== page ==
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MTN, Africa’s biggest telecommunications company, recorded an annual loss of $108m on Thursday, its first in 20 years, underscoring the damaging blow of a fine in Nigeria and of currency depreciations there and in several other key markets.
The Johannesburg-listed company said its headline loss was 1.4bn rand ($108m). The headline figure is equivalent to a loss of 77 cents per share in the year ending December, compared with earnings of 746 cents per share a year earlier.
A record $5.2bn fine levelled by Nigeria’s regulator in 2015 was settled by MTN in mid-2016 for the naira equivalent of around one-fifth of the original sum. This came after the company battled, initially in court in Nigeria and then in negotiations with the country’s presidency, for months. The fine slashed 10.5bn rand ($768m) from headline earnings, the company said.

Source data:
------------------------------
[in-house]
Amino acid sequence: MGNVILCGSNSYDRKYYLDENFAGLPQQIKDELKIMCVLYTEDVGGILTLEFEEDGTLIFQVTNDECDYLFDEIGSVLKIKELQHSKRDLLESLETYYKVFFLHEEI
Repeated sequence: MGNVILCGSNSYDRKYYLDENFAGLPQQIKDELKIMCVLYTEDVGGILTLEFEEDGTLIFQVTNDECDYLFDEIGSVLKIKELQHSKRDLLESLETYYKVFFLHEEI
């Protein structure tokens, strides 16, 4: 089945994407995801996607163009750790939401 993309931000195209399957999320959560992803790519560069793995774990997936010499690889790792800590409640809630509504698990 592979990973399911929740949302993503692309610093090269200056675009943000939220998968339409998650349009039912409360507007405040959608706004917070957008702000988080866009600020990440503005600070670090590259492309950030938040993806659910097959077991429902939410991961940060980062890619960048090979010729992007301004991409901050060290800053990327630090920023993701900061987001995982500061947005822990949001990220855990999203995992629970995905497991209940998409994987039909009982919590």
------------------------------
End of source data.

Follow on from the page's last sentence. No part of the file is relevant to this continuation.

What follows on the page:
Though MTN has drawn controversy for its high-risk, high-reward strategy before, most notably four years ago in Iran, the results confirm how the penalty did unprecedented damage. About $10bn in market value has been lost, according to analysts.
“There’s absolutely no question that MTN has gone through a very difficult period in the past 12 months, really commencing…with the fine in Nigeria in 2015, which of course cascaded into 2016,” said Phuthuma Nhleko, MTN’s executive chairman, in a results presentation in Johannesburg. He and other MTN executives proceeded to use the words “challenges” and “challenging” dozens of times during an hour-plus presentation and Q and A.
He said “unforeseen macroeconomic challenges” in Nigeria also hit profits. Africa’s most populous nation is in its worst economic crisis in 30 years because of the collapse in oil prices, on which it depends for most of its foreign earnings.